The Culture of Credit

For weeks I was bothered by a question. It started after a conversation with an elder family member. She suggested that my involvement in La Ceiba meant I was idealistic and naïve, and that I have a shallow understanding of what I am doing. It occurred to me recently that these are the same assertions that Ivan Illich makes in his speech, “To Hell With Good Intentions.”

I am not sure what Illich would think about La Ceiba if he were alive today. I can only presume that Illich, like my family, would point out that we aren’t experienced professionals, we depend on SHH for infrastructure, our business model is unsustainable, we are outsiders, and we don’t know Honduran culture or history. Its true, the longer we carry on with the project, the clearer it becomes that we are powerless.

If La Ceiba’s primary goal is to alleviate poverty, we should stop what we are doing right now. The evidence of our effectiveness in empowering women and increasing income is inconclusive. Further, La Ceiba staff and students benefit far more from their investment in the project than clients do. We have the privilege of leaving Honduras whenever we want, students earn academic credits for taking part; I get a prestigious title and resume builder. Meanwhile, clients get a $25 loan.

We fail over and over. More than once, I misinterpreted my role in the community, we made unfair assumptions about clients, we patronized and offended, we were yelled at, rejected and pushed around. Many of our policies and products caused unintended consequences of which some in the community are still dealing with today.

Illich is right in his conviction that North American “do gooders” can cause harm to those they seek to help. He is right to imply that our culture and shallow understanding contributes to a cycle of patronization, of subjugation, of victimhood and guilt. What’s also true, however, is that we can change our culture and improve understanding.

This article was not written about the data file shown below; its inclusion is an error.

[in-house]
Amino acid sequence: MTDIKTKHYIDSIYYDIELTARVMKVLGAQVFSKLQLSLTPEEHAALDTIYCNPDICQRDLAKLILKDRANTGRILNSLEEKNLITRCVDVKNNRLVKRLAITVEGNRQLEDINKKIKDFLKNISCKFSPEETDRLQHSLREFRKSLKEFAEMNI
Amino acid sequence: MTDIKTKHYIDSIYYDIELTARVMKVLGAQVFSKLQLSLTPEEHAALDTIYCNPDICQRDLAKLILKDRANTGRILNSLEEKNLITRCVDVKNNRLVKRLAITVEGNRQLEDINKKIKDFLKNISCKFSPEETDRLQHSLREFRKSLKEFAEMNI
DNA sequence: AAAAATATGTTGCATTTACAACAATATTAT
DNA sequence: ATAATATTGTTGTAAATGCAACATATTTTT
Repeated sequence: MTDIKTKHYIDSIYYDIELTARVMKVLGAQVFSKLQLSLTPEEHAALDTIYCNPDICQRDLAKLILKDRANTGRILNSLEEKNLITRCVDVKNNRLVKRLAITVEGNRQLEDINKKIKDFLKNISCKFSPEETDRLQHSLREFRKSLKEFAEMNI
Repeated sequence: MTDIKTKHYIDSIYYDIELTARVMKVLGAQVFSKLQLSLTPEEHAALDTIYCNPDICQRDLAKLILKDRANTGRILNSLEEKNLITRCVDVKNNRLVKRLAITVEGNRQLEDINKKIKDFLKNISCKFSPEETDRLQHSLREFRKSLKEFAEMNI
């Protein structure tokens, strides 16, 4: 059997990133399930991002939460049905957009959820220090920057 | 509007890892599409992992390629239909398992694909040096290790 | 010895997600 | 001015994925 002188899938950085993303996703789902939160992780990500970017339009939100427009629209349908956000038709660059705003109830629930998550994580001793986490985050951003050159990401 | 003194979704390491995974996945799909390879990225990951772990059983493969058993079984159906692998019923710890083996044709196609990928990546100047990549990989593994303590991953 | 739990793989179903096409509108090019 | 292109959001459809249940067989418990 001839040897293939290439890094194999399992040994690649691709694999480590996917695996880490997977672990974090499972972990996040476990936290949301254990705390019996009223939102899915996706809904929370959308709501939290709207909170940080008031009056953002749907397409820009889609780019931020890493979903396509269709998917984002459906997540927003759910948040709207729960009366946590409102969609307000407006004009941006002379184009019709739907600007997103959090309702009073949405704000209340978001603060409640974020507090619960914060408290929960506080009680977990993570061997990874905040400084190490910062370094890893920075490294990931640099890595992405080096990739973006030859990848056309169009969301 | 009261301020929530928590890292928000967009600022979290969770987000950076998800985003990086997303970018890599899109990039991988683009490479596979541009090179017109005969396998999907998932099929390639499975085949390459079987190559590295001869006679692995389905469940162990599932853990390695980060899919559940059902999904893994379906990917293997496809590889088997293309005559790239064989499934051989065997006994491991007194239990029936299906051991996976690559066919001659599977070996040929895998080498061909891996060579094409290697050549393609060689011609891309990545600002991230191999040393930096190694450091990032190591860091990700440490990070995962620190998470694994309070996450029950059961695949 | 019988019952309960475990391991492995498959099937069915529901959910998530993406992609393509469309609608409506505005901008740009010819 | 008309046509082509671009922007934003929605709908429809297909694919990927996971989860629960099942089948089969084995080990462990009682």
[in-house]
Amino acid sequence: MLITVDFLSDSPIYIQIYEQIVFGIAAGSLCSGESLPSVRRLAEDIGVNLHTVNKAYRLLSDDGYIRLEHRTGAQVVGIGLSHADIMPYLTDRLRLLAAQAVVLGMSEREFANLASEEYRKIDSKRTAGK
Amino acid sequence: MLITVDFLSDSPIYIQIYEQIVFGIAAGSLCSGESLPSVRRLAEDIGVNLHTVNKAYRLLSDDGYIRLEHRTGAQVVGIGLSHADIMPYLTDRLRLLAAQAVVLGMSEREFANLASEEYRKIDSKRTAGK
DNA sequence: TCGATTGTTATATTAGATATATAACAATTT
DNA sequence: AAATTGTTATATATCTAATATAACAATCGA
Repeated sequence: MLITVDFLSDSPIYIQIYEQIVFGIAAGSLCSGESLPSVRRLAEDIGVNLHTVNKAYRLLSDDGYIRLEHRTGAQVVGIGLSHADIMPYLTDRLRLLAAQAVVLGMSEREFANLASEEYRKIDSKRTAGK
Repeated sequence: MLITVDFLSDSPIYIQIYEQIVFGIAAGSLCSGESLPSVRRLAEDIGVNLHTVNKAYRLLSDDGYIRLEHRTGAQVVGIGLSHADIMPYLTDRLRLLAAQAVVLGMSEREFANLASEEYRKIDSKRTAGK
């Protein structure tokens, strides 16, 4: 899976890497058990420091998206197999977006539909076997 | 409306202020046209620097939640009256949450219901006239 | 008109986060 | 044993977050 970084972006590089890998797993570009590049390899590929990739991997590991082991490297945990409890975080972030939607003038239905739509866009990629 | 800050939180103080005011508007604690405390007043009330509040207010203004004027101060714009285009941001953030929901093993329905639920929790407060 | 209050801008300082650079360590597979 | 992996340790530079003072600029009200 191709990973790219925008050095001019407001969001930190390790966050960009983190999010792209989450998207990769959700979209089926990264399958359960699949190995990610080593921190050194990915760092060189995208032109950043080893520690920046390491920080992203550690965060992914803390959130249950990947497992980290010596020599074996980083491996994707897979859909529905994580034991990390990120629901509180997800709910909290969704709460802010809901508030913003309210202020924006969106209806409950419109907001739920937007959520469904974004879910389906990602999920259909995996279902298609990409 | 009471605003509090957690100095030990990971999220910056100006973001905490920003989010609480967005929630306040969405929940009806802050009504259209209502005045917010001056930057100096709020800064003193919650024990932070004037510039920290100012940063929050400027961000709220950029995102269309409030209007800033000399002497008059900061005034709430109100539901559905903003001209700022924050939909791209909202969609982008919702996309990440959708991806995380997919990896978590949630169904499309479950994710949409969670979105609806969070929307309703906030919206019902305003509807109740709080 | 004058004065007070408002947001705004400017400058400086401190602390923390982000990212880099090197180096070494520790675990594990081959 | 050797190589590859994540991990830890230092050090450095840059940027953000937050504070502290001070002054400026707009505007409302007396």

I wonder if the mere act of admitting our limitations, privileges and failures empowers us to respond in a way where we can pursue a more just and fair purpose. Perhaps now, after admitting defeat and failure, we can say that we know that good intentions are not enough.

Since its inception, La Ceiba students and members undertook a painfully difficult evolution. We criticized ourselves, our intentions, our motivations, and we came to realize that we are broken. We know now that we can’t presume to stand for change if we don’t first change ourselves. In employing self-doubt, in challenging our assumptions and convictions, we refine what it is we believe in. What I initially took as a college economics class was in fact a space underlined by themes of justice and equality.

Out of the fog of uncertainty and fear, we were able to reach important conclusions. We recognize that our very involvement in development could cause more harm than good. We are ready to accept doing nothing as a course of action. We act in accordance with the old rule that we should treat others the way we want to be treated.

Despite our limitations, and our view of ourselves, we cannot ignore injustice. I’ve seen how financial institutions use fear to motivate repayment, how they’ve threatened clients implicitly and explicitly, how they are verbally and physically aggressive, how they intimidate, and how they set unfair terms based on the premise that the client cant be trusted.

In this instance, we have the tools to create fairness in an unfair system. I am not talking about what Illich referred to as our “sacrifice” or “help.” This isn’t help. We want to change an industry; we want to prove a point. It’s the attitude that the client can take control of her life, that she knows best how to manage her finances, that she has aspirations and dreams that are just as worthy as ours, that defeat Illich. We aren’t providing charity; we are providing a partnership, an opportunity to seek justice together. This act, of working together and learning together, reinforces an element of equality.

Many people will read this and dismiss me as another young idealist with a false sense of reality: an Illich do gooder. You don’t have to believe me. I don’t expect you to. But, don’t confuse my idealism and hope for passivity.

When we decide to go house by house, to sit down with every client who has a question, to give clients the benefit of the doubt, to document every success and failure, to write about nuance and complexity, to offer an honest and fair interest rate, to share an honest repayment rate with the world, to change the way we think about the poor, we can inspire those around us and make a dent in our industry. In the end this isn’t just a function of changing business models, it’s a function of changing the culture of an industry.

Santiago Sueiro

La Ceiba MFI

Program Director

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